Mosquito Pass

Leadville, Colorado (Lake County)

Last Updated: 12/01/2021
4.6 / 5 ( 57 reviews )
Zoom in to see trails...
Status:
Seasonal Closure
Typically Open: 07/01 - 12/01
Difficulty: 3-4
( MODERATE )
Length: 10.63 miles
Highest Elevation: 13185 feet
Duration: About 3 hours
Shape of Trail: Straight Through
Best Direction to Travel: West
Nearest Town: Leadville
Nearest Town w/ Services: Leadville
Official Road Name: Park County Road 12/Lake County Road 3
Management Agency: Pike and San Isabel National Forest
District: Leadville Ranger District

Highlights

Highlight: Mosquito Pass
Mosquito Pass (elevation 13,185'), between Alma and Leadville, Colorado, is among the highest Colorado passes accessible to 4WD vehicles. The views from here are spectacular, especially in early autumn when the valley’s foliage begins to change color. The vibrant gold, amber, and green colors provide a stark contrast to the drab brown stone and paled grasses covering the high treeless ridges. Earlier in the summer, the alpine grasses and wildflowers are spectacular. However, check with the Forest Service District Offices because Mosquito Pass opens late due to snow blocking the road. Pike National Forest/South Park Ranger District (719) 836-2031 San Isabel National Forest/Leadville Ranger District (719) 486-0749

Video

Route Information

Advanced Rating System

Recommended Vehicle:
Stock SUV with High Clearance and 4 Low
Concerns:
Summary:
The turn and climb/descent on the rocky ledges at Waypoint 6 (Coomey Lake Spur) plus the switchback at Waypoint 10 give Mosquito Pass its difficulty rating.

Technical Rating

MANDATORY
3
MODERATE
OPTIONAL
4
MODERATE
Typically, more rock or undulated road surface. Potential rocks and/or tree stumps less than 12" tall and/or vertical ledges less than 12" tall and/or near vertical ledges or waterfalls less than 24" inches. Tire placement becomes more difficult. Can be steep.
Read more about our rating system

Community Consensus

Be the first to start building the community consensus! Leave a trail review below!

Description

Mosquito Pass is a very rocky road. From east or west, the lower portions are mostly dirt and gravel. As you gain elevation, the rocks become larger (6" to 8" diameter). Several segments of the road are entirely covered in loose stones up to 10" diameter, giving the sensation of driving on bowling balls. At the highest elevations, there are numerous switchbacks, but all are sufficiently wide so as not to require three-point turns. At these locations, trail surface is exposed bedrock. Mosquito Pass also includes a few shelf road portions that preclude passing.

Waypoints

1. Trailhead (0 mi)
The trailhead is at the intersection of County Road 12 and County Road 10, on the east side of Park City.
2. Intersection FS Road 696 (2.3 mi)
Keep right (east) at the intersection where the brown Forest Service sign indicates Mosquito Pass to the right.
3. Scenic Pullout (3.5 mi)
Continue straight past the pullout. This area is wide enough for five or six vehicles to make a pit stop.
4. London Mill Marker (4.5 mi)
Continue straight past the historic marker. You will see the remains of the mill structure to the west well before approaching the marker.
5. Intersection Champagne Mine Trail (4.7 mi)
Turn left (west) to follow Mosquito Pass Road. Alternatively, you can proceed straight (north) on the narrow trail which continues for approximately two miles. It is a rocky and winding diversion trail that terminates at the near-vertical base of a ridge between Mt. Tweto and Mt. Buckskin. There is an abandoned mine and a small collapsed structure here.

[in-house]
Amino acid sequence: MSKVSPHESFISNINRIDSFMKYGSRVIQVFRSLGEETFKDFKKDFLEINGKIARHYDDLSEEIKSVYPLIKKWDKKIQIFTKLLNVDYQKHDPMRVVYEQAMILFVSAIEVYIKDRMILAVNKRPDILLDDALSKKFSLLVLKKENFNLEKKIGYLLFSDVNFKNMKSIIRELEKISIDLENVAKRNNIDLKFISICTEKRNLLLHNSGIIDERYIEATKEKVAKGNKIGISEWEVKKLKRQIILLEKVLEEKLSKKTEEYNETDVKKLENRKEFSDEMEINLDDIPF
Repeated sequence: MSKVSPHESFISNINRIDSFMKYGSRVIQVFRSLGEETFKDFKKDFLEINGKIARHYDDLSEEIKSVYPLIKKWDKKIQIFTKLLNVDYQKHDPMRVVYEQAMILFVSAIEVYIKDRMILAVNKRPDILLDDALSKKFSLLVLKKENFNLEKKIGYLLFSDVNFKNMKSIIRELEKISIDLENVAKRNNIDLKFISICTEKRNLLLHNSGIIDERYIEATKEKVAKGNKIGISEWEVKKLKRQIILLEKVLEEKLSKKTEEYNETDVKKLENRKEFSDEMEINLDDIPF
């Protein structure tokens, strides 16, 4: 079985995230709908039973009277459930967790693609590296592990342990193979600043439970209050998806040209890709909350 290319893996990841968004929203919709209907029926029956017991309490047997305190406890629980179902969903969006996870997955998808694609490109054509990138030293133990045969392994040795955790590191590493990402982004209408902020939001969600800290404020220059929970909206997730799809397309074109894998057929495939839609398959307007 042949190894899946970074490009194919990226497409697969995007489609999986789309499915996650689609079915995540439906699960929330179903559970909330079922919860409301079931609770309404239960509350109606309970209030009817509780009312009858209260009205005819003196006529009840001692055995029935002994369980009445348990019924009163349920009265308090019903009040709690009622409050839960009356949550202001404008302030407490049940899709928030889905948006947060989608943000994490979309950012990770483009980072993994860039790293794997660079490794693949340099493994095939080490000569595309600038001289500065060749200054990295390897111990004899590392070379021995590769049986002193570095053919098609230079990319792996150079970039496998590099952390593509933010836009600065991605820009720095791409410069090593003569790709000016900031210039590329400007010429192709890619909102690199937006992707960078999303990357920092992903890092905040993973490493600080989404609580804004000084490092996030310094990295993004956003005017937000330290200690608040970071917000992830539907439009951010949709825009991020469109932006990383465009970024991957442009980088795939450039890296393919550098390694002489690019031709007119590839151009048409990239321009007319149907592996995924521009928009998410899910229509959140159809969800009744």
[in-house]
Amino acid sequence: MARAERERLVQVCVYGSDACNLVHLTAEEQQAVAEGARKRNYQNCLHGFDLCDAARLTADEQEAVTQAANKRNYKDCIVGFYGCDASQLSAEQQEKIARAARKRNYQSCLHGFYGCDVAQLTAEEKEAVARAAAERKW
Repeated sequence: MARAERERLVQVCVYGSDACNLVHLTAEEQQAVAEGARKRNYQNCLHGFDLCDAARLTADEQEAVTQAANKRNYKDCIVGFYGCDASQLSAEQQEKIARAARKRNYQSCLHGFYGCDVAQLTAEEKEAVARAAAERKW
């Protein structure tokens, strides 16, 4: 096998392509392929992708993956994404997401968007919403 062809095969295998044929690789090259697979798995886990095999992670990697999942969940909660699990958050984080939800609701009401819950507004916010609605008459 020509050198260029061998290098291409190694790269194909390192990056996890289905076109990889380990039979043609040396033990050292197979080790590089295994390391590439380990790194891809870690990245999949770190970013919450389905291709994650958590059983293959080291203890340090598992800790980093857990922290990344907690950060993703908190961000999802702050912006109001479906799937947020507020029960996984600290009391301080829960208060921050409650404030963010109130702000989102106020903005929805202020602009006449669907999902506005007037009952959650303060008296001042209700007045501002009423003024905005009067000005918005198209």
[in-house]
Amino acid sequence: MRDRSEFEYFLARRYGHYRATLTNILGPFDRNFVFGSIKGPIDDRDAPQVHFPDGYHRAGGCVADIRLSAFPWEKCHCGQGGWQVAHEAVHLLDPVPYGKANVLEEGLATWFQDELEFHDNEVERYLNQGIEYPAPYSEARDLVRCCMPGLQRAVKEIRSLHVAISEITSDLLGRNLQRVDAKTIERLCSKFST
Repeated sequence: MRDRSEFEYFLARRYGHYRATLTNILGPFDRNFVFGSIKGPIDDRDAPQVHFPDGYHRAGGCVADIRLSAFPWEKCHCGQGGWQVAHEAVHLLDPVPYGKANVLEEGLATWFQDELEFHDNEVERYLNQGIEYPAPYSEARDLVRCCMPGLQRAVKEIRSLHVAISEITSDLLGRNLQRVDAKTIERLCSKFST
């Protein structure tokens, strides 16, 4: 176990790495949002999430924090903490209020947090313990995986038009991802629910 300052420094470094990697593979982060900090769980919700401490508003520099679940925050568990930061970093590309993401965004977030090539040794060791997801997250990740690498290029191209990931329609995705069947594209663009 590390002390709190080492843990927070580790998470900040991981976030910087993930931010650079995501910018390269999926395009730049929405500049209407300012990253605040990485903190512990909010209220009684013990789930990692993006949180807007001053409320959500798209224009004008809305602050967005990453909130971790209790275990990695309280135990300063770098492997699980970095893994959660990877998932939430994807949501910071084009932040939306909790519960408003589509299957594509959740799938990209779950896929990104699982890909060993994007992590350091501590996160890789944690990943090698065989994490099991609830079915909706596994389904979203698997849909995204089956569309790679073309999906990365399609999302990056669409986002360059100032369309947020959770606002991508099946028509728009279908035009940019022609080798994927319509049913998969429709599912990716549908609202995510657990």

6. Coomey Lake Spur (5.8 mi)
Follow the broad Mosquito Pass Road. The spur heads north one-half mile and arrives at Coomey Lake. The turn and exposed bedrock makes this one of the more difficult points on the Mosquito Pass Road.
7. North London Mine (5.9 mi)
Continue straight at the North London Mine. There is adequate space here for a dozen vehicles to park, if desired, to view the remaining structure (Do Not enter or climb on the structure).
8. False Top (6.5 mi)
Proceed straight on the shelf road past the false summit.
9. Mosquito Pass (7.5 mi)
Arrive at Mosquito Pass. There is a historical marker with details about the site. The pass is broad enough for eight to ten vehicles to park temporarily.
10. Switchback (8.4 mi)
Proceed through the switchback. This point is one of the more significant obstacles on the road. It is a tight turn but wide enough that it doesn’t require backing. Before arriving at Waypoint 11 (Lakes), the road to the north is Birdseye Gulch
11. Lakes (9.6 mi)
Continue past this wide spot in the road, where the lakes are to your south.
12. End at Diamond Mine (10.7 mi)
The Diamond Mine is an active/operating mine. The road here is wide and there is a pullout with space for 10-12 vehicles.

Directions to Trailhead

Starting Point: Leadville

Mosquito Pass is a straight-through trail with start/end points in Leadville and Alma, Colorado. From Leadville, travel east on 7th Avenue which becomes Lake County Road (CR) 3 for approximately four miles to the base of Diamond Mine and a wide pullout. This is the western trailhead. From Alma, turn west off Colorado Highway 9 onto either Park County Road 10 or Park County Road 12.. These County Roads converge a few miles west of Highway 9 at the town of Park City. The point of intersection is the eastern trailhead.

Camping

Dispersed
Dispersed camping is allowed however many segments of Mosquito Pass are not suitable for camping due to grades/inclines. Suggested places to camp include Waypoint 6 and the broad gulch south of the False Top (Waypoint 8). One connecting road, Birdseye Gulch (between Waypoints 10 and 11), also permits dispersed camping. The US Forest Service maintains Kite Lake Campground about five miles north of Alma. There are additional US Forest Service facilities on the Leadville (west) side.
Camping: Mosquito Pass

Trail Reviews (87)

Questions & Answers (11)

Q: I will be staying in Breck next July and want to run Mosquito Pass with my SxS. I will be entering from Alma, where would be the appropriate place to park my trailer to unload? Thanks in advance.
–brandon (12/17/2021)
Q: I anticipate being in the area sometime in August 2021 and will check on the weather jconditions at that time. Otherwise, how is the trail specifically at WO6 and 10 for pulling a trailer (Offgrid about 14’ with 21” ground clearance). I’ll be driving a 4Runner Trail with lift and 33” tires. Thanks!
–Reese Kessler (06/02/2021)
A: Reese, Mosquito might not be the best pass to take with the trailer considering all of that, but another option for you is Weston Pass. It has WAY better camping options along it and your trailer would make the entire trek with no issues. Far less OHV traffic too. Fantastic views. It is just a bit farther south than Mosquito.
–Ryan Boudreau (06/07/2021)
A: Thanks for your responses. This will be my first trip with a trailer so I am planning on traveling on less challenging trails in Montana and Colorado in July/August just to get familiar with the handling etc. under varying circumstances. Perhaps I should turn around and backtrack at Mosquito Pass since that is my main objective? I will look for your and others August report before attempting.